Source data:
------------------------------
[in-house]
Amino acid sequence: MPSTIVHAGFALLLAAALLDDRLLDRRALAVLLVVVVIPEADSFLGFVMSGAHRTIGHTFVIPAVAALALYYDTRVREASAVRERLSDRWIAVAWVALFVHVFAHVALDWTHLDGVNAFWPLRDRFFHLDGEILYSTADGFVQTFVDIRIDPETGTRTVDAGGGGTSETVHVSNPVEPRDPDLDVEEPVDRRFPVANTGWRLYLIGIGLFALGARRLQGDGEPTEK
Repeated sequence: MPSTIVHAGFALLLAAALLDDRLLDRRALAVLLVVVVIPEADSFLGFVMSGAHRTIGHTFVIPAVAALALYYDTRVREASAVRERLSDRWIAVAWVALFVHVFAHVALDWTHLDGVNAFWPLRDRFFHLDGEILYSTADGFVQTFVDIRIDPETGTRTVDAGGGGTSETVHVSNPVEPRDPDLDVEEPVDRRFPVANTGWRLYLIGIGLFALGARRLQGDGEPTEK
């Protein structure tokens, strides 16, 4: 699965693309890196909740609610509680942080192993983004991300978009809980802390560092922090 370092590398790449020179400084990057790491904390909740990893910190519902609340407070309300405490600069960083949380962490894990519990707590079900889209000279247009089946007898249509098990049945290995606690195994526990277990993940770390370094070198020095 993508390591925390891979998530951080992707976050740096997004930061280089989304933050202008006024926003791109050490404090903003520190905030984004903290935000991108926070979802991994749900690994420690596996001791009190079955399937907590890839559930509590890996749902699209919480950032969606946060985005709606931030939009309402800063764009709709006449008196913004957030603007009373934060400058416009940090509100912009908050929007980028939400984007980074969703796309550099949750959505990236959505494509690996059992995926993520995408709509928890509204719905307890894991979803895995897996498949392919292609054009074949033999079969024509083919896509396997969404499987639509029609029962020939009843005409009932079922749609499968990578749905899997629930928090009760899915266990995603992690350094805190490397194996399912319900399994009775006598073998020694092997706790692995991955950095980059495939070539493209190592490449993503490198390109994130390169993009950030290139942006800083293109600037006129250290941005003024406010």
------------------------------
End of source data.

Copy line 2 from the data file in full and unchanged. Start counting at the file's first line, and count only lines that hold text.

Amino acid sequence: MPSTIVHAGFALLLAAALLDDRLLDRRALAVLLVVVVIPEADSFLGFVMSGAHRTIGHTFVIPAVAALALYYDTRVREASAVRERLSDRWIAVAWVALFVHVFAHVALDWTHLDGVNAFWPLRDRFFHLDGEILYSTADGFVQTFVDIRIDPETGTRTVDAGGGGTSETVHVSNPVEPRDPDLDVEEPVDRRFPVANTGWRLYLIGIGLFALGARRLQGDGEPTEK